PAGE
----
24 APRIL 2002

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Government 2001 expenditure well below budgetary estimate

According to the National Statistics Office’s long-awaited results of government’s financial performance last year, government’s expenditure was found to be well below its budgetary targets and, in fact, accounted for 94.6 per cent of the estimate.

Total expenditure last year reached Lm766.7 million, an increase of Lm50.4 million, or seven per cent, over the previous year.

Ordinary revenue was recorded at 99.6 per cent of the budgetary forecast while the shortfall between ordinary revenue and total expenditure over the year amounted to Lm85.3 million, an increase of Lm0.1 million over the shortfall of Lm85.2 million reported for 2000.

Over the course of last year, ordinary revenue had amounted to Lm668.6 million, compared with the Lm617.7 million collected over 2000. Ordinary revenue accordingly registered a year on year increase of almost Lm51 million, or 8.3 per cent.

While in 2000 government had received Lm12 million by way of proceeds from the sale of assets and of Lm12.7 million in the form sinking funds of converted loans, last year government received almost Lm22 million by way of sinking funds of converted loans.

In terms of expenditure the personal emoluments category last year’s data showed an increase of Lm24.2 million, 14.2 per cent, and amounted to almost Lm195 million. The increase was the result of improvements in the salary scales following the new civil service collective agreement, the Lm1.50 per week cost of living adjustment and normal incremental steps in wages and salaries.

The increase in ordinary revenues was mainly brought about by a number of considerations.

Higher rates of duty and time variance of duty payments on petroleum products increased the revenue from customs and excise duties by Lm5.7 million or 10.4 per cent. Proceeds from income tax rose by Lm16.8 million, or 11.2 per cent, mainly due to improved efficiency gained under the Provisional Tax and FSS methods of tax collection, as well as due to the effects of the civil service collective agreement.

VAT added Lm10.6 million or 10.2 per cent to the total, revenue from Social Security Contributions increased by Lm17.1 million or 10.5 per cent. Meanwhile, higher employment levels as well as improved wages and salaries, including the civil service collective agreement effects, led to this increase, which also includes the statutory state grant.

The operational and maintenance expenses category last year reduced its outlay by Lm4.7 million compared to the previous year’s outlay for the same period (Lm45.3 million this year as against Lm50 million last year). This reduction was mainly due to less expenditure on transport costs under certain Recurrent votes as a result of imprest drivers taking up regular employment with Government, shifting the expenditure on their remuneration to the Personal Emoluments category. Moreover during 2000 an additional Lm2 million had been expended under the Health Division for arrears payments in respect of drugs and surgical materials.

A comparative increase of Lm23.1 million or 7.7 per cent was reported under the Programmes and Initiatives category (Lm321.6 million in 2001, Lm298.4 million in 2000). This increase was mainly brought about by increased outlays in social security benefits (+Lm8.6 million), social security state grant (Lm5.7 million), Treasury pensions (+Lm6 million), new items under the N.P.A.A. implementation (+Lm3.47 million), and Streets and Roads Lighting (+Lm1 million).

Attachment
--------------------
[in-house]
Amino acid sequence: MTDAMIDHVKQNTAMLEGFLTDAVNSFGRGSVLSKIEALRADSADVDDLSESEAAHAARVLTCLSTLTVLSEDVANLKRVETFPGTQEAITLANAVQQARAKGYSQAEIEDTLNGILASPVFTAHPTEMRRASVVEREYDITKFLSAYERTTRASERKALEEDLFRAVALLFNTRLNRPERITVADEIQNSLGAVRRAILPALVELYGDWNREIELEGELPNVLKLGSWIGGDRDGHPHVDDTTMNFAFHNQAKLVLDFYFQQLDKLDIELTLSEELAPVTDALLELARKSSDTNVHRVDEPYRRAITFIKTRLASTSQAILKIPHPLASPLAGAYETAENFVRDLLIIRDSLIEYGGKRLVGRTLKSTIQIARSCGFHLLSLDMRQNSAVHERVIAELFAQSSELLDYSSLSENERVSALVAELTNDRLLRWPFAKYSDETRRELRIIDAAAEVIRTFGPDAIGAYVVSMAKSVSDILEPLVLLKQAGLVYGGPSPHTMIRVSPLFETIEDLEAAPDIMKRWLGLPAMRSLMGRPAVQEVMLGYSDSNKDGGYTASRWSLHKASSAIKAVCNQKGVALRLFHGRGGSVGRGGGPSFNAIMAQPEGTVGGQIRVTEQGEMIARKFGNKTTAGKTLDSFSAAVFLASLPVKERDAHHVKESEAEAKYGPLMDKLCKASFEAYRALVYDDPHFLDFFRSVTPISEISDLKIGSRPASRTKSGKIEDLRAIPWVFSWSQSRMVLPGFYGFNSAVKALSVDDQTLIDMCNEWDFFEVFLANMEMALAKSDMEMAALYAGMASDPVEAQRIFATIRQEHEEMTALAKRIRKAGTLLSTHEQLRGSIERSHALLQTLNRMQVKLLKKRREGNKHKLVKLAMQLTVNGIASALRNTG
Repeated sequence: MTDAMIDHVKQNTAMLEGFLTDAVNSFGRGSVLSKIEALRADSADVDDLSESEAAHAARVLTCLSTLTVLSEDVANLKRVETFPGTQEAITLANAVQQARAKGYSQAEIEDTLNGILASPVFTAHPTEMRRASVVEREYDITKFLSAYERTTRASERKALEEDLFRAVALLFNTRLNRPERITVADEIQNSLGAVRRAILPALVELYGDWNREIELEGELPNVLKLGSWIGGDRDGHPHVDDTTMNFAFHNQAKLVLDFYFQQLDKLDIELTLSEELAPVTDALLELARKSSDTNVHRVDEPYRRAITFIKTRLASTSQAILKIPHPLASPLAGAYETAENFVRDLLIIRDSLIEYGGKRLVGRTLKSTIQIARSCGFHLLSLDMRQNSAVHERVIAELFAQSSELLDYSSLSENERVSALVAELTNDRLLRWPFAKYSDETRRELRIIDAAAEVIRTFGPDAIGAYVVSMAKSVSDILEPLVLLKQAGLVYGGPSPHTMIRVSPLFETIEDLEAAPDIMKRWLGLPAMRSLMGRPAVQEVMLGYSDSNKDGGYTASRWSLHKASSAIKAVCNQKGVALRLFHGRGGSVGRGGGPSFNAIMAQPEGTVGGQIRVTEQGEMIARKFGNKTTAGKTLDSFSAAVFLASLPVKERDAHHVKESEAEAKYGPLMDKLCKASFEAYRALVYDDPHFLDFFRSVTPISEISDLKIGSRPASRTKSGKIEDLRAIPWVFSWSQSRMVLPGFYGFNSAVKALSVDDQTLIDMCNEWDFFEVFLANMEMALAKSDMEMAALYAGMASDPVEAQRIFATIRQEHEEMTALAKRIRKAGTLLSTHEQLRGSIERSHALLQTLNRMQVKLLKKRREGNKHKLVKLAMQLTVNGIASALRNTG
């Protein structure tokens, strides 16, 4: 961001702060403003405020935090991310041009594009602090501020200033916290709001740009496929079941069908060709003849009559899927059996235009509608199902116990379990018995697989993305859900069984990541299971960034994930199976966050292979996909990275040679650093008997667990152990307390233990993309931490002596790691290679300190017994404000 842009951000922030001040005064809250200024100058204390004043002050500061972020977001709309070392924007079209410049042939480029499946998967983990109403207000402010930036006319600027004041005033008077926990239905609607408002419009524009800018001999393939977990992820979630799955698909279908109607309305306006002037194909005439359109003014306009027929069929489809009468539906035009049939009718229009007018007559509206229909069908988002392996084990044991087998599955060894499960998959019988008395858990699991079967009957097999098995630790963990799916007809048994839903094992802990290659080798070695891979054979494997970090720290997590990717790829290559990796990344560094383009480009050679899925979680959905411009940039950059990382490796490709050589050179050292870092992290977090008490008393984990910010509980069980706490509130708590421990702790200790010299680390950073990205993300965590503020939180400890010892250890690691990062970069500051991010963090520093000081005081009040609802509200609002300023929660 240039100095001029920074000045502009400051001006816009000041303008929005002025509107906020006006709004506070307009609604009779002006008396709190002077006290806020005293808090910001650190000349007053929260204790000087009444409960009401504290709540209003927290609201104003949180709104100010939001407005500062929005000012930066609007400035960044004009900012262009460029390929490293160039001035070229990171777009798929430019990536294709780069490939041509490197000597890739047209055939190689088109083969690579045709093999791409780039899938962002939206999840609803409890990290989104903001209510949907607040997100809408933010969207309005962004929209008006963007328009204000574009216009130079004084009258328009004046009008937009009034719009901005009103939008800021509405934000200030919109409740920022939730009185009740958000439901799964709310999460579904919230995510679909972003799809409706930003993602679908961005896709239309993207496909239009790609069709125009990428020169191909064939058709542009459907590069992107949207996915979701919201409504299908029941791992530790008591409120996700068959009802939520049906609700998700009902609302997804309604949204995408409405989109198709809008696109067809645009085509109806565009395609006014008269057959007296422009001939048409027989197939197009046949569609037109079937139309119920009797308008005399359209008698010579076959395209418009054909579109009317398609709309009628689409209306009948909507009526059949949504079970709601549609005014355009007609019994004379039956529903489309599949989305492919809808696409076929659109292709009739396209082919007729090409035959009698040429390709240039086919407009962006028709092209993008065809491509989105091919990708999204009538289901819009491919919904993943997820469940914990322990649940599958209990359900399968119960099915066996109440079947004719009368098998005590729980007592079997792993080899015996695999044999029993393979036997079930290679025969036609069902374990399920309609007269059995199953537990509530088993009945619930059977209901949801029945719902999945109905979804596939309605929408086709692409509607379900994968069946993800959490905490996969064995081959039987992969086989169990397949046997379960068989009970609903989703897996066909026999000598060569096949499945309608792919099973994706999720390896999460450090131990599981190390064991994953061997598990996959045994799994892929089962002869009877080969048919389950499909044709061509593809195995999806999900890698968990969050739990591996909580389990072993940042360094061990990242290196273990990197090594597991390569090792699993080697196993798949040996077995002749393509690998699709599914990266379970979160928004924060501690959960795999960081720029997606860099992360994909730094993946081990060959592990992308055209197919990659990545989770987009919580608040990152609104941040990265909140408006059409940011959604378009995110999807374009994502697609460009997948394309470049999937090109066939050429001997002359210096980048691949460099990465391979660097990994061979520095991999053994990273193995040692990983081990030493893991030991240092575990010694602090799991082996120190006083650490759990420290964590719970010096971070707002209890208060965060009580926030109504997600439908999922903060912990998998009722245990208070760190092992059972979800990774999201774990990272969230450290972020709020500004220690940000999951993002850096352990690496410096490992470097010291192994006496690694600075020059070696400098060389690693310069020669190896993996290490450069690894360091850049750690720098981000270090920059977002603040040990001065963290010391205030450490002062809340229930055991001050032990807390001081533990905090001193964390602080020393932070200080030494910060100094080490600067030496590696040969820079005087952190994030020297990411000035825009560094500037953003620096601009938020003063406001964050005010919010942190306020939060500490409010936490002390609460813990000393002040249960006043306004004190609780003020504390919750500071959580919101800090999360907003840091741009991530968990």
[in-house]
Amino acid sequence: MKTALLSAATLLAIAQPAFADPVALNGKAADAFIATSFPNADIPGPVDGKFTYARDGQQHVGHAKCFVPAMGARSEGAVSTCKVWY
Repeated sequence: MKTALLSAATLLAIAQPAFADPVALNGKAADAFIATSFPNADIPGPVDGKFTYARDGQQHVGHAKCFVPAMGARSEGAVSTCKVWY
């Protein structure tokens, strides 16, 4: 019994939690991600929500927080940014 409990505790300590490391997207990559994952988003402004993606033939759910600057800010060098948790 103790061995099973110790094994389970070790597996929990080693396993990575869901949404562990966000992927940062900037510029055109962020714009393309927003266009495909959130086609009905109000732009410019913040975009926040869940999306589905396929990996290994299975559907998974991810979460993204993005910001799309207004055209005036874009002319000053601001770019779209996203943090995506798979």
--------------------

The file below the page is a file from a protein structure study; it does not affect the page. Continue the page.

Contributions amounting to Lm16.5 million have been hived off from the Capital Expenditure classification and included in the Contributions to Government Entities recurrent expenditure category. At the same time the contributions required for the operation of the Junior College and the University were increased by Lm3 million during 2001 due to the relative collective agreement. Therefore this category registered a comparative increase of Lm22.1 million. (Lm52 million this year compared to Lm29.9 million last year).

The interest portion of public debt servicing costs had increased by Lm4.2 million or 7.8 per cent, from Lm54.4 million during 2000 to Lm58.7 million during the year under review, mainly on account of the heavy resort to Treasury Bills during 2001, in lieu of privatisation funds, and to a lesser extent, as a result of part of the new local loans issued during the first half of 2001.

The Contribution to Sinking Fund in respect of local and foreign loans this year amounted to Lm11.7 million, marginally less than the Lm12.3 million contributed last year. Direct loan repayments, at Lm1 million, were marginally less than the Lm1.1 million repaid last year.

Other minor differences compared to the previous year include: Lm1.6 million less expended during 2001 under the Education Ministry Vote, mainly on account of the University capital allocation; Lm1 million additional spent in 2001 under the Tourism Ministry Vote in favour of the Malta Tourism Authority capital programme; Lm1 million less expended during 2001 under the Home Affairs Ministry’s various Divisions; and Lm1.9 million provided additionally in 2001 under the Health Ministry Capital Vote mainly for the New Hospital Project.

 



Copyright © Network Publications Malta.
Editor: Saviour Balzan
The Business Times, Network House, Vjal ir-Rihan San Gwann SGN 07, Malta
Tel: (356) 21382741-3, 21382745-6 | Fax: (356) 21385075 | e-mail: editorial@networkpublications.com.mt